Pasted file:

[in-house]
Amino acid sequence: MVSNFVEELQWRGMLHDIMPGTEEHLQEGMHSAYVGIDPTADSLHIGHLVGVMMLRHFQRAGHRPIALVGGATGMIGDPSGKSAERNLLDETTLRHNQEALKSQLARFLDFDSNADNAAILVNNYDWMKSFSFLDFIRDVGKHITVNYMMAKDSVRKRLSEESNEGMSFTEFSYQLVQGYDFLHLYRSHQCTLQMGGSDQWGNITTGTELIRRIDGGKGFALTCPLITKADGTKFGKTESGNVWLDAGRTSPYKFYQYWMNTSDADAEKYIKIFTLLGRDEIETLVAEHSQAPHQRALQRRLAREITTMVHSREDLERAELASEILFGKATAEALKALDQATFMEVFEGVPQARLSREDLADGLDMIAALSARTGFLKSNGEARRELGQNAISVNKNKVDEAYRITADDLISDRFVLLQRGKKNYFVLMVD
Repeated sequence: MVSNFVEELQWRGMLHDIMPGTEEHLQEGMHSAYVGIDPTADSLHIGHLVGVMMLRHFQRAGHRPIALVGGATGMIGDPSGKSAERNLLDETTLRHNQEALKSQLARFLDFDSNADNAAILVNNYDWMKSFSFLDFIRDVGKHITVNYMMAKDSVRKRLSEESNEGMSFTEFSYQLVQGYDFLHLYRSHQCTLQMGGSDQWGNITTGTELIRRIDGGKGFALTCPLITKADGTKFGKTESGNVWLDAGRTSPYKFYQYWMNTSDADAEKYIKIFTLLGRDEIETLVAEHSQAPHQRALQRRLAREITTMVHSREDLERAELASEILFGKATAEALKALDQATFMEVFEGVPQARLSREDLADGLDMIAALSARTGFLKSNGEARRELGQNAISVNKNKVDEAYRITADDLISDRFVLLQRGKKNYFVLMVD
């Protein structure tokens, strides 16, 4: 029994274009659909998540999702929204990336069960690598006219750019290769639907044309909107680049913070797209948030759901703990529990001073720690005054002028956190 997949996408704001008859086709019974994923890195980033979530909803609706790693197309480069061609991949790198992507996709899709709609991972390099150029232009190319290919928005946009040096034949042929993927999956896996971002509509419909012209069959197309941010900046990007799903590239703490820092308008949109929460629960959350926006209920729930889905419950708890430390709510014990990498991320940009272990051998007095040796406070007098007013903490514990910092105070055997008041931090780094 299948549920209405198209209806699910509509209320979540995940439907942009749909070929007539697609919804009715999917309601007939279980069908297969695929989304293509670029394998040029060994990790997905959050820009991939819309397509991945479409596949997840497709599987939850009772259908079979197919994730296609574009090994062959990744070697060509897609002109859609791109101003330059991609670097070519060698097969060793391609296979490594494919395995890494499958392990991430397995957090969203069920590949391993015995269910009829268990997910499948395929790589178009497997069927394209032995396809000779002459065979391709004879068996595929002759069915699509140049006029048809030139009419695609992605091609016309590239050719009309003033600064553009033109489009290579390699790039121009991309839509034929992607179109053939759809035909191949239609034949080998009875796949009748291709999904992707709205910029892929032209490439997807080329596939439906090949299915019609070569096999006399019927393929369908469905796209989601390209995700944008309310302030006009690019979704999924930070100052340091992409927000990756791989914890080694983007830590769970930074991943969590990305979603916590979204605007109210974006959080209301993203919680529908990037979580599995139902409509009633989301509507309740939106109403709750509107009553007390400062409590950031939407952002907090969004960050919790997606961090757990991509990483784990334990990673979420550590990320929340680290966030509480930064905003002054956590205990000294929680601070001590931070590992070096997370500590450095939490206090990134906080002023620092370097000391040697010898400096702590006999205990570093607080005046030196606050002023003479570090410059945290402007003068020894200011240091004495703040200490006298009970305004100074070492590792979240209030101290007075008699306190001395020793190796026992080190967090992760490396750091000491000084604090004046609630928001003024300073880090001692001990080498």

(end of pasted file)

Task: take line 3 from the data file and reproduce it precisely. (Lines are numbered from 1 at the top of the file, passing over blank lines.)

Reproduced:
Repeated sequence: MVSNFVEELQWRGMLHDIMPGTEEHLQEGMHSAYVGIDPTADSLHIGHLVGVMMLRHFQRAGHRPIALVGGATGMIGDPSGKSAERNLLDETTLRHNQEALKSQLARFLDFDSNADNAAILVNNYDWMKSFSFLDFIRDVGKHITVNYMMAKDSVRKRLSEESNEGMSFTEFSYQLVQGYDFLHLYRSHQCTLQMGGSDQWGNITTGTELIRRIDGGKGFALTCPLITKADGTKFGKTESGNVWLDAGRTSPYKFYQYWMNTSDADAEKYIKIFTLLGRDEIETLVAEHSQAPHQRALQRRLAREITTMVHSREDLERAELASEILFGKATAEALKALDQATFMEVFEGVPQARLSREDLADGLDMIAALSARTGFLKSNGEARRELGQNAISVNKNKVDEAYRITADDLISDRFVLLQRGKKNYFVLMVD